Outdoor recreation, scenic views, clean air, and a natural mountain environment are just some of the great benefits of having ski areas as our playgrounds. What's better than a clear mountain view on a sunny day on the slopes? But running ski lifts, operating snowmaking equipment, powering lights for night skiing, running a grooming fleet, and many other aspects of a ski area's operations require a lot of power and produce a lot of pollution. Protecting the environment is important to a lot of ski areas (as well as to most of their customers), and many have taken steps to reduce their energy consumption, increase recycling, and improve their overall environmental sustainability.
So what are ski areas actually doing to preserve the environment and the climate? The National Ski Areas Association (NSAA) has several programs in place to measure, encourage and acknowledge ski areas' efforts to protect the environment and operate in an environmentally sustainable manner. Sustainable Slopes is the primary program that NSAA uses to track the ski resort industry's progress towards greater environmental sustainability. The program monitors individual ski area efforts at reducing fuel consumption, investing in higher efficiency equipment, increasing recycling efforts, promoting clean water, and many other factors.
Here's a quick rundown of some of the highlights of the 13th annual Sustainable Slopes report, released on October 11, 2013.
- Environmental Charter. More than 190 ski areas have endorsed the Environmental Charter over the past 12 years. By endorsing the Charter, these ski areas have appointed an individual on staff to be the environmental contact person and have measured their own policies and operations against the Environmental Principles in the Charter.
- Climate Challenge. The primary method for measuring progress toward environmental goals as set in the Environmental Charter is through the Climate Challenge. According to NSAA, the program, "is designed to give technical support and recognition to ski areas that are developing carbon inventories, setting goals for carbon reduction, and measuring success in reducing their overall carbon footprint." The list of ski areas stepping up to the Climate Challenge highlights those that have shown a commitment to the environment, and include ski areas large and small, in all regions of the country.
- Sustainable Slopes Grant Program. NSAA has coordinated with sponsors to provide ski areas with cash and in-kind grants to improve their environmental sustainability. Two ski areas -- Giants Ridge in Minnesota and Greek Peak in New York -- were awarded in-kind snowmaking efficiency grants, with each ski area receiving 5 high-efficiency snowmaking guns from HKD Turbo (a program sponsor). Additionally, two cash grants were provided to Mt. Ashland (Oregon) and Arapahoe Basin (Colorado) as part of the program. Canyons Resort in Utah was awarded a fifth grant, an in-kind energy audit donated by Brendle Group.
- Climate Declaration. Joining a group of leading US companies (including General Motors, Nike, Starbucks, Levi Strauss, and founding signatory Aspen Snowmass), 115 ski areas signed the Climate Declaration issued by BICEP (Business for Innovative Climate and Energy Policy). This declaration urges lawmakers to take action to address climate change, and also states that addressing climate change is one of the greatest economic opportunities of the 21st century. It's very cool to see the ski industry step up to join leading national companies in such an important effort!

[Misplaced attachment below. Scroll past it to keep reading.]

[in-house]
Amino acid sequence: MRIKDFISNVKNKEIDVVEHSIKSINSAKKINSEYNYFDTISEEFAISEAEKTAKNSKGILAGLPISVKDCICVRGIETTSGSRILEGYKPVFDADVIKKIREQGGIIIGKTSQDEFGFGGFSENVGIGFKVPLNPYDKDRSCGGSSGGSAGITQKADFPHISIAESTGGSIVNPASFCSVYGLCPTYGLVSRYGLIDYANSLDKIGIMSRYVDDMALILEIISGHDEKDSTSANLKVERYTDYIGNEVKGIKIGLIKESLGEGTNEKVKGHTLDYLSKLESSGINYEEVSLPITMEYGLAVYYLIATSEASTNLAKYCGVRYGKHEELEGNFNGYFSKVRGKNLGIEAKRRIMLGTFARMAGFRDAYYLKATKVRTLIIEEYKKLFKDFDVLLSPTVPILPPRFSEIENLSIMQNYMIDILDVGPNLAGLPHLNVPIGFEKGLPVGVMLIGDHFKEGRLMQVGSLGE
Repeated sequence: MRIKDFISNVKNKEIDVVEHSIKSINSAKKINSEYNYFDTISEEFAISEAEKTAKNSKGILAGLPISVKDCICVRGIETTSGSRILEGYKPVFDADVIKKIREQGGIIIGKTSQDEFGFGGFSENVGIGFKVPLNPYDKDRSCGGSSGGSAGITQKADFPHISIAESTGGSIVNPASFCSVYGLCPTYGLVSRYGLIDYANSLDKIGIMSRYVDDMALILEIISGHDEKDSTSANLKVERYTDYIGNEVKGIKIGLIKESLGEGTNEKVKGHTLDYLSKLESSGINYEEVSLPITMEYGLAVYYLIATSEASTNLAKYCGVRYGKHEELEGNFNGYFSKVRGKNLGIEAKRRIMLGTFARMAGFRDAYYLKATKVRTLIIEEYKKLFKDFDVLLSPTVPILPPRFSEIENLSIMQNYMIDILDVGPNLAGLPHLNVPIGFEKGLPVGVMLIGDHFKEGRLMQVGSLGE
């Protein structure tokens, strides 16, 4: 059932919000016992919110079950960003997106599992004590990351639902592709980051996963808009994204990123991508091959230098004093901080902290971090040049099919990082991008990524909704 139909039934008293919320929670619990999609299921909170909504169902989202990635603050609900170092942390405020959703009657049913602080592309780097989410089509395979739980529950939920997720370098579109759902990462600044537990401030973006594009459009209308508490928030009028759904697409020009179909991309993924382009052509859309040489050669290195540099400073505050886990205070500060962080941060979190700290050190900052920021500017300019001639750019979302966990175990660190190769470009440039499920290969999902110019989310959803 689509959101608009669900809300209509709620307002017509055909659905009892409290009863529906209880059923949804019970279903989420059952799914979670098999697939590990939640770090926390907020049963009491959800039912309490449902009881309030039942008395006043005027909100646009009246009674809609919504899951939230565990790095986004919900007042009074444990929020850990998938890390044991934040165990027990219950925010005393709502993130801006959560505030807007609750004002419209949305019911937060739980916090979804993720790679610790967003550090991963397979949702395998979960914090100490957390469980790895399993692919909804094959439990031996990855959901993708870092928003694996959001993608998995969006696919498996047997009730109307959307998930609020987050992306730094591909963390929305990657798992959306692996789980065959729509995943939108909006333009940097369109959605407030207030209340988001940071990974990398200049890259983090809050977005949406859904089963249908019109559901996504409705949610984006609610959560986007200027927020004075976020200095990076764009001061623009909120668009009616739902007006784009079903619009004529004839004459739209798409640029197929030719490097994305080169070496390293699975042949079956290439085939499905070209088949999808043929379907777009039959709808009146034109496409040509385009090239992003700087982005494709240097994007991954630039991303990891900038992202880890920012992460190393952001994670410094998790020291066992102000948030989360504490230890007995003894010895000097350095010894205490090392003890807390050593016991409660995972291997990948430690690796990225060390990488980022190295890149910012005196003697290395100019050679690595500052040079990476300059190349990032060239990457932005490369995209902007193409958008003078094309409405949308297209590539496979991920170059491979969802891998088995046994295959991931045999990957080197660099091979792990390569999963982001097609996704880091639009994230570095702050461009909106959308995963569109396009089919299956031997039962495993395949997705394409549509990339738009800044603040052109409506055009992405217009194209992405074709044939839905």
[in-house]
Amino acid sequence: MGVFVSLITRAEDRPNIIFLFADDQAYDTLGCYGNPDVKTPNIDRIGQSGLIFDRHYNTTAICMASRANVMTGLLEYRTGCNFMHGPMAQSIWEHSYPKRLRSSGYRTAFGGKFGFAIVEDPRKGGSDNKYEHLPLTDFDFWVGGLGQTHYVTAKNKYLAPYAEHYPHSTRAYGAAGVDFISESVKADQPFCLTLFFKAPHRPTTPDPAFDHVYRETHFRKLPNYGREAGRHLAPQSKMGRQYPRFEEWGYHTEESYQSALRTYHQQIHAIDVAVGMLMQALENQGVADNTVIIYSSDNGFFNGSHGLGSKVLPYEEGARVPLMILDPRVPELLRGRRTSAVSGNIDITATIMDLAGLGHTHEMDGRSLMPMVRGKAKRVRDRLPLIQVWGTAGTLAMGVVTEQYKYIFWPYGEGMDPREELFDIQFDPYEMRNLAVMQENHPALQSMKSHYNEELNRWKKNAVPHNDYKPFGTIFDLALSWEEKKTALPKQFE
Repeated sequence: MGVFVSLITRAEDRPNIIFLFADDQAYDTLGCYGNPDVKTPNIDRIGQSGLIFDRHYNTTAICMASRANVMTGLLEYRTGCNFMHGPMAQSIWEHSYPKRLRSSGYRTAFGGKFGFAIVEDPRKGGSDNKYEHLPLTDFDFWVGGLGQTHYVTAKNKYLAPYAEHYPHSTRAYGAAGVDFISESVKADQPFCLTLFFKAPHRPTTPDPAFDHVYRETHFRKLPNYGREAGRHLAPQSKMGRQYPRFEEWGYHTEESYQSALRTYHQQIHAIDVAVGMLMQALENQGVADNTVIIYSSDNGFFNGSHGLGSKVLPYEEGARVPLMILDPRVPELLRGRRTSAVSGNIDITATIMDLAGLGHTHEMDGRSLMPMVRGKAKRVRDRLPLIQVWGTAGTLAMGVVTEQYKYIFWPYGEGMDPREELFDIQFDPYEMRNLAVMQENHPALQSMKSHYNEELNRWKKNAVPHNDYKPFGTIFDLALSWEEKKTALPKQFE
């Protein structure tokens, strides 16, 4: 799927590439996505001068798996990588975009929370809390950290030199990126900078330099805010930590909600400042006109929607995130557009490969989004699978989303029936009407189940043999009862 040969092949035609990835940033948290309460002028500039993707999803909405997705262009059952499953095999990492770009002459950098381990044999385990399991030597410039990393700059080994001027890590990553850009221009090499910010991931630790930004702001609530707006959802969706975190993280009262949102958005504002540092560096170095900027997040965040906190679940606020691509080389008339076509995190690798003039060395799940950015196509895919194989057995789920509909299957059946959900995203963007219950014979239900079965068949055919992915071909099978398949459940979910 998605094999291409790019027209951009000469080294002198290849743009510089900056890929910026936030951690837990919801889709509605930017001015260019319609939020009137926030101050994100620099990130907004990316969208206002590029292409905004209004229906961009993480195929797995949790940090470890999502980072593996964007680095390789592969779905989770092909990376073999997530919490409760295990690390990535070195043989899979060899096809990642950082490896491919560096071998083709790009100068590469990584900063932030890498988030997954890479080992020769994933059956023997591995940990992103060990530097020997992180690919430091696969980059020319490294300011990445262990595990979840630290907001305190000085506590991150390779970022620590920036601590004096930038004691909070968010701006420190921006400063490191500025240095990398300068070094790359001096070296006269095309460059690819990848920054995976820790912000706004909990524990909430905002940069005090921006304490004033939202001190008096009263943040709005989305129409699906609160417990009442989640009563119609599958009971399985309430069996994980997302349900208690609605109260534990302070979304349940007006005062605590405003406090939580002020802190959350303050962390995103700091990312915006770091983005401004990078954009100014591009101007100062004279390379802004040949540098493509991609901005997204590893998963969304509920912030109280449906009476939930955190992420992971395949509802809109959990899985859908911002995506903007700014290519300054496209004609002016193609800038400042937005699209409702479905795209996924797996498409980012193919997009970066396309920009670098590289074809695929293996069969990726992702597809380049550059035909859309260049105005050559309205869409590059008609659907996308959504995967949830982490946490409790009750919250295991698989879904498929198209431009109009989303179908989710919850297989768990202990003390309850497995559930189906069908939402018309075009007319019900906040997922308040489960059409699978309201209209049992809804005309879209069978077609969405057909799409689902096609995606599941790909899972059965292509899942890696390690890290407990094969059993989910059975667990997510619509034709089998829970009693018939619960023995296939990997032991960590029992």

- Meetings and Conferences. For the first time, the NSAA Winter Conferences will have a dedicated sustainability track in the program. These two conferences (one in the east at Mount Snow, Vermont and one in the west at Steamboat, Colorado) are primary industry meetings for ski area personnel and staff. Topics will include the economics of sustainability, environmental regulatory compliance, efficient snowmaking, and other topics about environmental sustainability.
So what can you do? Here are a couple ways skiers and snowboarders can join the fight against climate change and improve the environment.
Protect Our Winters (POW). This non-profit group is leading the charge for winter enthusiasts who want to make a difference addressing the issue of climate change. The organization has lobbied lawmakers in Washington, DC several times and includes well-knows pro ski and snowboard such Gretchen Blieler, Chris Davenport, and Jeremy Jones, and industry brands like K2, Patagonia, Burton, and many others. You can join POW in their efforts by becoming a member here.
National Resources Defense Council (NRDC). This organization is a leader on many different issues affecting our planet, from preserving wildlife habit to protecting clean water supplies. Fighting global warming is also one of their key issues. They focus heavily on lobbying lawmakers and stimulating direct citizen action. To learn more or to join, click here.
As well, numerous outdoor companies are heavily involved in donating to environmental non-profits, including Patagonia, Clif Bar, Burton, The North Face, and many, many others.
Working together, ski areas and their customers can reduce pollution and carbon output, preserving the fresh air and beautiful mountain views for years to come.
By Dave Belin: A reformed ski bum, Dave now has a full-time office job but still teaches skiing on the weekends at his local ski area. His day job is Director of Consulting Services at RRC Associates, where he advises tourism, travel, and hospitality clients on understanding consumer feedback and market forces. He also makes presentations and occasionally writes articles about mountain tourism and snow sports. Weekends in the winter he is usually at Eldora Mountain Resort, either teaching skiing or making turns with his family. Follow Dave on Twitter at @RRCDave.